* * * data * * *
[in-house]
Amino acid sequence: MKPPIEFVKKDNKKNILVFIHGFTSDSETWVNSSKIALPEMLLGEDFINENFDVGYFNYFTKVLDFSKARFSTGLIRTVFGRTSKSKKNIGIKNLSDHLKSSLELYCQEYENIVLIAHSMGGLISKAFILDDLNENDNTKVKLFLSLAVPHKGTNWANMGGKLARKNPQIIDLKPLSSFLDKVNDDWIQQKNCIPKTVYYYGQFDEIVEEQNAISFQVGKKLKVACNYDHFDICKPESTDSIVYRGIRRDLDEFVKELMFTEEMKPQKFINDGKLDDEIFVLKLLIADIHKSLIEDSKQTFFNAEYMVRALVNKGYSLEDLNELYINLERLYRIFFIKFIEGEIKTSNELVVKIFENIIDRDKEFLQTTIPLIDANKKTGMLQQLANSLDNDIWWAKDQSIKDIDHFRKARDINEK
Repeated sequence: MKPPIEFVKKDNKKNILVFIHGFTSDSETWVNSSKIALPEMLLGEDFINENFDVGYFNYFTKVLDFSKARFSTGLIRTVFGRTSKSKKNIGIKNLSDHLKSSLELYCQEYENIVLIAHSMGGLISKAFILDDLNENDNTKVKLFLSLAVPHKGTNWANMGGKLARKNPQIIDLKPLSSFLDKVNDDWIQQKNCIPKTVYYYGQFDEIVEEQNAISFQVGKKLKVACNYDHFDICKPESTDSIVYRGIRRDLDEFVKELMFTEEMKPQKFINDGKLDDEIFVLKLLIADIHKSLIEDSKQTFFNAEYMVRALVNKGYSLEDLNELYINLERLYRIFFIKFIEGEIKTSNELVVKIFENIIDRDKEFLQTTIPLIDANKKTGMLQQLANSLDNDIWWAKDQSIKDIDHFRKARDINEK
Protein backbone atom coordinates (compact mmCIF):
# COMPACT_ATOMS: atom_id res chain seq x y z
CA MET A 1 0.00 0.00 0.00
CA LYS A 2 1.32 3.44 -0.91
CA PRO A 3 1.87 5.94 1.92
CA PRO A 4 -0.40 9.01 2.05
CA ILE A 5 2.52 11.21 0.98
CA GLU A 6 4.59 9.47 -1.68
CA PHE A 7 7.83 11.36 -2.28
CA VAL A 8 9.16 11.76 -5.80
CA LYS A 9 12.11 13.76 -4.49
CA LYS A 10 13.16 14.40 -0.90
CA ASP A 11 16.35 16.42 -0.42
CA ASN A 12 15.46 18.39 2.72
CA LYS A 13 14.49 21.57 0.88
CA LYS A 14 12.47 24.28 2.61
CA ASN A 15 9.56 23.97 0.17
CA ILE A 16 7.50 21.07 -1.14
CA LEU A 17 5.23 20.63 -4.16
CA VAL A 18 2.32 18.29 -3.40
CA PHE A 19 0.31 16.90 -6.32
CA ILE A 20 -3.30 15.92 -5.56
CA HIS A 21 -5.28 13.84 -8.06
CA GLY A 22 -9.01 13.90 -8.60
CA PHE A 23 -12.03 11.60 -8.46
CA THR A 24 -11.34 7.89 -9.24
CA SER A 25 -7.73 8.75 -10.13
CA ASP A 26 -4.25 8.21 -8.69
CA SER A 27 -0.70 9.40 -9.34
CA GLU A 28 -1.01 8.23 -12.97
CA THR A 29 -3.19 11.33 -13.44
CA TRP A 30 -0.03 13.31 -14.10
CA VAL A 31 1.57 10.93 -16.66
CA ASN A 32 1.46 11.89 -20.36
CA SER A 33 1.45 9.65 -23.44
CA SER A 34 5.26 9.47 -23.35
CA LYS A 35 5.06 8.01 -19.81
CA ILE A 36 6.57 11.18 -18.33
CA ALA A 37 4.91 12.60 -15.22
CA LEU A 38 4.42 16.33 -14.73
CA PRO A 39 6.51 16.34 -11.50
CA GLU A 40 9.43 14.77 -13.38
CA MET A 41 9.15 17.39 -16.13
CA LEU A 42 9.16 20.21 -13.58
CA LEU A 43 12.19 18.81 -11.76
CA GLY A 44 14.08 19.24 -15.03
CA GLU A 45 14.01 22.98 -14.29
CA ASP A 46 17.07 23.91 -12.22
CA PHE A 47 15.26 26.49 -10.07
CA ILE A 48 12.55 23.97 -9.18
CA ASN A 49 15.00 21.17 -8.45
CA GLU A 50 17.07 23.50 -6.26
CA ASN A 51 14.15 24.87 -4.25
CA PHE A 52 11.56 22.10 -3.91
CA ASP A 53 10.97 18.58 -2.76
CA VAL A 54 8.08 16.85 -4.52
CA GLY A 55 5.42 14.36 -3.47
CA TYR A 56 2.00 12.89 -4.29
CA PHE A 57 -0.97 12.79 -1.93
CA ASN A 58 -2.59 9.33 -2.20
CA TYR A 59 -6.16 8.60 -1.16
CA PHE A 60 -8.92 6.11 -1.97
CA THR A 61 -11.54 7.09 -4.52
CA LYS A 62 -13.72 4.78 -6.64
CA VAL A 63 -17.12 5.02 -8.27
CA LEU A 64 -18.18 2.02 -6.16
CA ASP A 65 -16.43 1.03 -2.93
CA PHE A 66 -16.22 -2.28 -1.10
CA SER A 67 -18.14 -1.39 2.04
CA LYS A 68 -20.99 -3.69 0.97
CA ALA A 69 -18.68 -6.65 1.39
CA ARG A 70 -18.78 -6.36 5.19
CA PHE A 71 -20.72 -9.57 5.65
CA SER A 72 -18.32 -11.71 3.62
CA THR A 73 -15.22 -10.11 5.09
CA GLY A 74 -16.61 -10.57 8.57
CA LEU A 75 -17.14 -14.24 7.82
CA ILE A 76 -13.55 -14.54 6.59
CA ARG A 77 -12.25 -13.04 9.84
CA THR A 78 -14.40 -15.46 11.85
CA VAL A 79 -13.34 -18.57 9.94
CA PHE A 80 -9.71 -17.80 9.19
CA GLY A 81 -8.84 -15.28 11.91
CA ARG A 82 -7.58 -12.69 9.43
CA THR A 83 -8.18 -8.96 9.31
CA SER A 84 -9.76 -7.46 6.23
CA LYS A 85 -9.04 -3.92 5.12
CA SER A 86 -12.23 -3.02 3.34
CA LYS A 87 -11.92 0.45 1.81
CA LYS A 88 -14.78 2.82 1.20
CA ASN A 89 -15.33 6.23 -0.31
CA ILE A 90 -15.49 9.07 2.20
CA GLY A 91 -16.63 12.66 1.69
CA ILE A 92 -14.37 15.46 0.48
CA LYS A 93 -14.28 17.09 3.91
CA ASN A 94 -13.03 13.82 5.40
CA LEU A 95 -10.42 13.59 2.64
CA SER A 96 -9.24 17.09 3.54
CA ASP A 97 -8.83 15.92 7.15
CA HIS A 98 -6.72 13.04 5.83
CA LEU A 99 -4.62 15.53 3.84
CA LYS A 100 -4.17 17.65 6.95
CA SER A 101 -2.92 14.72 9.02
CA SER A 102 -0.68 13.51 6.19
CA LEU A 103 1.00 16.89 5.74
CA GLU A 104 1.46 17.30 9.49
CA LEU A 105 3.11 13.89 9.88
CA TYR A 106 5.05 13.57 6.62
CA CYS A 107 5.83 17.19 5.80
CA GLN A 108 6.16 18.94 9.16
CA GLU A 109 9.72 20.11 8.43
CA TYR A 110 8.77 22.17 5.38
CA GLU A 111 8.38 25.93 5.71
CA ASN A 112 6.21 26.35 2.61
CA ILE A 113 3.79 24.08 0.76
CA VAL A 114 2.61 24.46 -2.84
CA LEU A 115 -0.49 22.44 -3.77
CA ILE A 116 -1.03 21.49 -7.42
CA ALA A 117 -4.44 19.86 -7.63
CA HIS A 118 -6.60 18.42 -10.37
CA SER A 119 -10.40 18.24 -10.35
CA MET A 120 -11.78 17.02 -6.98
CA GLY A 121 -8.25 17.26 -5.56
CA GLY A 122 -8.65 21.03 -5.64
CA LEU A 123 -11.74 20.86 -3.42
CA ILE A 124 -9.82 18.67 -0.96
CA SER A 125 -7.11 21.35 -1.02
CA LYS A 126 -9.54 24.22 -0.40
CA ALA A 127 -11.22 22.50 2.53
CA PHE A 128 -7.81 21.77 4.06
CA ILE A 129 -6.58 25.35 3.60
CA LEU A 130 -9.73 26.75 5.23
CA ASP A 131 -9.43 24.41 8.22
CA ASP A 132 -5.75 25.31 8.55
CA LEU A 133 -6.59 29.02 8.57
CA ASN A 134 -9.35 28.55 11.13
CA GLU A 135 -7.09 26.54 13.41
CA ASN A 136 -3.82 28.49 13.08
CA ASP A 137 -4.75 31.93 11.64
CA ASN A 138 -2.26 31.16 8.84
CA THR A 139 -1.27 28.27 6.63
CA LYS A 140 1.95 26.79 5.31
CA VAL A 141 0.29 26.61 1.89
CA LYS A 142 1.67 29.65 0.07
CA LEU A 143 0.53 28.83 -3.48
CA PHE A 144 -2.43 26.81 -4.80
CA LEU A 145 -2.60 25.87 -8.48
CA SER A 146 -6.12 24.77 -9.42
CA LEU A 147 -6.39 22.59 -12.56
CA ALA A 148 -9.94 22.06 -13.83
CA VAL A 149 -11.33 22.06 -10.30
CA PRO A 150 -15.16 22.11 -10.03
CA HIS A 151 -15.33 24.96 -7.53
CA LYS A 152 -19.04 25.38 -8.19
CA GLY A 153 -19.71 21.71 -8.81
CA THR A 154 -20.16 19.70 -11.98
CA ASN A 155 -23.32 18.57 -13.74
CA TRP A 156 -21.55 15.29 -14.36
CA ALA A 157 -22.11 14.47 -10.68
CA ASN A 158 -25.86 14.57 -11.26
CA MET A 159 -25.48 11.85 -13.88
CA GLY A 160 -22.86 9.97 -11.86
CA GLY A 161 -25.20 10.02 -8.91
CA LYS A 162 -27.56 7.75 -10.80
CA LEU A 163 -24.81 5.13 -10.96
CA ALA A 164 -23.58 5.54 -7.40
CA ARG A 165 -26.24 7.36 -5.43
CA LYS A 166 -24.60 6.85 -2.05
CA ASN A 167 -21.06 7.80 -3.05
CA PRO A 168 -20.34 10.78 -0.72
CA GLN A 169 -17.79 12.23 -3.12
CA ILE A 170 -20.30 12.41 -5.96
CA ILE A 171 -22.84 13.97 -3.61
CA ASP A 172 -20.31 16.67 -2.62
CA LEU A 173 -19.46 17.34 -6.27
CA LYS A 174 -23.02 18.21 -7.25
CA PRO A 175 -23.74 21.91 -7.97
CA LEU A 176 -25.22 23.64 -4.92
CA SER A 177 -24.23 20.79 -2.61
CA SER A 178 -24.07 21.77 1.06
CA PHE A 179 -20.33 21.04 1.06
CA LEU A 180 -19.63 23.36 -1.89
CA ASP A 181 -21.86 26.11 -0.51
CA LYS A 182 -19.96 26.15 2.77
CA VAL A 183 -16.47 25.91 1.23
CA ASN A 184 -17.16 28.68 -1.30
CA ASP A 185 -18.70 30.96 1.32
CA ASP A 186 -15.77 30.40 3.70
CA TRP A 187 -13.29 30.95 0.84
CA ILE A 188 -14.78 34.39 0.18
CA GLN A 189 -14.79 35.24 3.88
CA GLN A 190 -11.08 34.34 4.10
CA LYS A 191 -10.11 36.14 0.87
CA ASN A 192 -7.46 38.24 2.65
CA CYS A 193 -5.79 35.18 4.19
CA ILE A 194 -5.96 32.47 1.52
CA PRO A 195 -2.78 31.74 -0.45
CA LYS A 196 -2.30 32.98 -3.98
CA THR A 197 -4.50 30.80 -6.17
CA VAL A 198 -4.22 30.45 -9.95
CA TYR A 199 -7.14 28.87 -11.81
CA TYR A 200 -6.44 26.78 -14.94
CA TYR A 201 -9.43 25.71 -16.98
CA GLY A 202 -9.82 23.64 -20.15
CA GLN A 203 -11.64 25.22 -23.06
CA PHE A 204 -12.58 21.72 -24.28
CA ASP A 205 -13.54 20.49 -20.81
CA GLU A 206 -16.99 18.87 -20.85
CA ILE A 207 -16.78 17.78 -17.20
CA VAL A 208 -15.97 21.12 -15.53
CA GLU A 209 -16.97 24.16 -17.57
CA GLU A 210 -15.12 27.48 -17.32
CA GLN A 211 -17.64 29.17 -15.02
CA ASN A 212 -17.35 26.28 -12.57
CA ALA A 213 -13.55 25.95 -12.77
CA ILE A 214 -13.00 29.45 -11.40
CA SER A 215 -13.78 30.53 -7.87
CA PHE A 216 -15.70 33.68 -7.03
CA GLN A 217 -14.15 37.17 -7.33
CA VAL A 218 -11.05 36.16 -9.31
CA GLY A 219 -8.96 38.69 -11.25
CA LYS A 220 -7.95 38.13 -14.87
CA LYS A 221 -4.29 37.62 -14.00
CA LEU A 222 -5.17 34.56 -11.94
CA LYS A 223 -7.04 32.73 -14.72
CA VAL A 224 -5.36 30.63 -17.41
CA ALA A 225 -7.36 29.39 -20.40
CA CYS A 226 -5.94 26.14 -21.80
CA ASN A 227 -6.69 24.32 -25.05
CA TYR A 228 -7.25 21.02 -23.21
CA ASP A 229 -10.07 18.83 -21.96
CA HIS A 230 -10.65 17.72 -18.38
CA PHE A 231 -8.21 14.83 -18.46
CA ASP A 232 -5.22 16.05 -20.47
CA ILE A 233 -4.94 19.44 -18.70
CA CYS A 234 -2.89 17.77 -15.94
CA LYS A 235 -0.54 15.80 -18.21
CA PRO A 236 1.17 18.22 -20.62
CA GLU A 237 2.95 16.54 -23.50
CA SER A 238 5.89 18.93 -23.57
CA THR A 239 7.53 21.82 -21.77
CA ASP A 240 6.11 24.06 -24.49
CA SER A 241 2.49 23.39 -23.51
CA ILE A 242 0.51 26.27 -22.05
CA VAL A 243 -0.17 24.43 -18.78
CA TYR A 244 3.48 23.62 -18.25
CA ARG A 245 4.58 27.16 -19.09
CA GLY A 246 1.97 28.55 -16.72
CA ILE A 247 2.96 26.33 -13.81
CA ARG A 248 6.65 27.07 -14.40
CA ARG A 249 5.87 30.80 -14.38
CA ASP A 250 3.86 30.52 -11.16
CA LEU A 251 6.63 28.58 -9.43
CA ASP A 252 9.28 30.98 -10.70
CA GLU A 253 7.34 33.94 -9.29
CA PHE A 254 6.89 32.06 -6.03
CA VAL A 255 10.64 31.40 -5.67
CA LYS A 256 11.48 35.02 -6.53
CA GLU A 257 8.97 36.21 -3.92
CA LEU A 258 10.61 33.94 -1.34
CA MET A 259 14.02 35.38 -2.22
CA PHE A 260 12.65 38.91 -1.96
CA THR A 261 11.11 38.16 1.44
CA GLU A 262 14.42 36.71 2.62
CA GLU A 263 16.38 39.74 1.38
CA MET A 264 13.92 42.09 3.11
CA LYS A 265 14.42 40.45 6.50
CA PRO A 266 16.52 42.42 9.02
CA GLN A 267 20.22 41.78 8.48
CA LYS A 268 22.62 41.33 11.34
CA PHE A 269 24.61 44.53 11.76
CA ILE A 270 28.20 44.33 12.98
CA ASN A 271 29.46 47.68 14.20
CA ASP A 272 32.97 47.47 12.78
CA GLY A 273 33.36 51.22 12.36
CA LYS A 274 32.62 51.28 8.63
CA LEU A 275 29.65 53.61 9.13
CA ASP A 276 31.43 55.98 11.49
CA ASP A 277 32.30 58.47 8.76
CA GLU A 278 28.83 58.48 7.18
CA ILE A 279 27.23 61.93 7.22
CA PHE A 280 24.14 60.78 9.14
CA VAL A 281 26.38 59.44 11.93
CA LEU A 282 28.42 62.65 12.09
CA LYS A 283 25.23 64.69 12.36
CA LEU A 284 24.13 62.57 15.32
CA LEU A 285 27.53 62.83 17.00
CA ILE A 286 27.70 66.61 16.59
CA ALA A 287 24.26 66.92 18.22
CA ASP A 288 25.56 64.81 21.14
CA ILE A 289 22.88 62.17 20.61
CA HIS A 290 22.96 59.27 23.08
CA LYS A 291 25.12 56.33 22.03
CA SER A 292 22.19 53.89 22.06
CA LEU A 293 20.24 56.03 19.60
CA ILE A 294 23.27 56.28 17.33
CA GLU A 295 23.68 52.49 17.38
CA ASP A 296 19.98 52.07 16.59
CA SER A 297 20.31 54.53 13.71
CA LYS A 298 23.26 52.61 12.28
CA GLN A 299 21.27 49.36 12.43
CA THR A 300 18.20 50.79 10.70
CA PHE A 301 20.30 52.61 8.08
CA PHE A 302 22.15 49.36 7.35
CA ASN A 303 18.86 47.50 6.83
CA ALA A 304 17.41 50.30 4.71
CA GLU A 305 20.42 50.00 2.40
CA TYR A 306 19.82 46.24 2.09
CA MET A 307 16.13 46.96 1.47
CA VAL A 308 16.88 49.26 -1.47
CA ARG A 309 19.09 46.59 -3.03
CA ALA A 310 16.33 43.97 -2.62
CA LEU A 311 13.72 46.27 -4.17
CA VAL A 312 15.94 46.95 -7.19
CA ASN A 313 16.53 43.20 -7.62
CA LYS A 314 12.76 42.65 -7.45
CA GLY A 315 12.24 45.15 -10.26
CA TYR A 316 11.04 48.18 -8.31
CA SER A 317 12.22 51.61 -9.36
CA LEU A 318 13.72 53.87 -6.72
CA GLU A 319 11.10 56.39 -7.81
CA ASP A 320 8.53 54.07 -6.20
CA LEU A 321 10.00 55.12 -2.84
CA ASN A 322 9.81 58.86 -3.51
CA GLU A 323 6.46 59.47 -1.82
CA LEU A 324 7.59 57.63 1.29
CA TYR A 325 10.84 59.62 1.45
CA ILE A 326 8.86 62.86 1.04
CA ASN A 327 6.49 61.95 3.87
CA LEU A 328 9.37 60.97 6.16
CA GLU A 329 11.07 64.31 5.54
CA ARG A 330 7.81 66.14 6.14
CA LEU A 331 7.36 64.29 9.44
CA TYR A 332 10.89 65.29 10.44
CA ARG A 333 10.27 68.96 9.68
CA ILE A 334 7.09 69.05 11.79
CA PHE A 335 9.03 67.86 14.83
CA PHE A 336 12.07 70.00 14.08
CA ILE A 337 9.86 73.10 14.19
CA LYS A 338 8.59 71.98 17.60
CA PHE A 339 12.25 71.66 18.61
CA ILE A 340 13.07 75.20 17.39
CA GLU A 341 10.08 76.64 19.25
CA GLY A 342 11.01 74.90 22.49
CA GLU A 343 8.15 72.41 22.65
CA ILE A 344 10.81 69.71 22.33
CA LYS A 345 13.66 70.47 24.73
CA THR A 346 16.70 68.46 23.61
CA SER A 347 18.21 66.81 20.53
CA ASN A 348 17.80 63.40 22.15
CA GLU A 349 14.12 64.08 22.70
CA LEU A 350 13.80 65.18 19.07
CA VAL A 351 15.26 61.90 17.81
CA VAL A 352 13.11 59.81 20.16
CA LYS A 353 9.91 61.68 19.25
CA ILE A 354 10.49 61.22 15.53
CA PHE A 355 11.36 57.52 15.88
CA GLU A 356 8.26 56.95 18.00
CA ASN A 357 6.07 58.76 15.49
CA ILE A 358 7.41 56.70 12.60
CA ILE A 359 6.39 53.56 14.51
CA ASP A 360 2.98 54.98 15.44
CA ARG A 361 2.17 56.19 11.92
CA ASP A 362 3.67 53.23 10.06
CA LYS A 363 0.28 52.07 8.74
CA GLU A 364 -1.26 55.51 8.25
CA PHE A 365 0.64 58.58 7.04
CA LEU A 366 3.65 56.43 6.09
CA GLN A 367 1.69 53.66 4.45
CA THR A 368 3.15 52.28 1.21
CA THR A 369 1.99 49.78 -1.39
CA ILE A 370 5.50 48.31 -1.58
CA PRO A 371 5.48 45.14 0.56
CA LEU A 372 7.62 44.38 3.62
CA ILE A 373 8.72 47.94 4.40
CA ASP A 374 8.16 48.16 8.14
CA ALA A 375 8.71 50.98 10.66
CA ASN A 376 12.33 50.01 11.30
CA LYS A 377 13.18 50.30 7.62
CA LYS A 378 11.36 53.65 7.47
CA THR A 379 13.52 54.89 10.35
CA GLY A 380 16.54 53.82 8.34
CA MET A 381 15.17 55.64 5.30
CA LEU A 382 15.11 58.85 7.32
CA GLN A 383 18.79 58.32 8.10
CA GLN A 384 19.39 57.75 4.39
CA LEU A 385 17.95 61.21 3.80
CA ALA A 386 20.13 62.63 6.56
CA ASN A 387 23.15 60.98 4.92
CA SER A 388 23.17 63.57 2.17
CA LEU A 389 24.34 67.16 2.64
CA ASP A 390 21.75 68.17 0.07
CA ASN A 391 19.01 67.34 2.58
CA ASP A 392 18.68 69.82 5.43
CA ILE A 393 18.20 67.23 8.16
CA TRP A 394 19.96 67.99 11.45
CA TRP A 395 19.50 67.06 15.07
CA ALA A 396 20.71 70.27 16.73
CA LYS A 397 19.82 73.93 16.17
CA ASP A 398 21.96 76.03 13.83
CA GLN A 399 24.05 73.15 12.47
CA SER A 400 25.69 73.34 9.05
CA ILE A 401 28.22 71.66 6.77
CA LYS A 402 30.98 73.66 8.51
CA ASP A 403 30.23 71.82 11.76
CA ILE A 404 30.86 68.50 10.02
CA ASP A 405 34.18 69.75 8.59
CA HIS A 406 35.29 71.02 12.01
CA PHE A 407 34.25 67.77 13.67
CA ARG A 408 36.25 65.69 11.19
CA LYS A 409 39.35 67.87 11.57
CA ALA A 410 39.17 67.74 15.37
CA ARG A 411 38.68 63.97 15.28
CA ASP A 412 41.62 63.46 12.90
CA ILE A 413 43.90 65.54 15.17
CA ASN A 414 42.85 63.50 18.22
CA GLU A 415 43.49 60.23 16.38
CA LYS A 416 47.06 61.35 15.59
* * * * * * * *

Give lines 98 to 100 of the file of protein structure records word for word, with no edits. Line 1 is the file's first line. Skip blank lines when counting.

CA LYS A 93 -14.28 17.09 3.91
CA ASN A 94 -13.03 13.82 5.40
CA LEU A 95 -10.42 13.59 2.64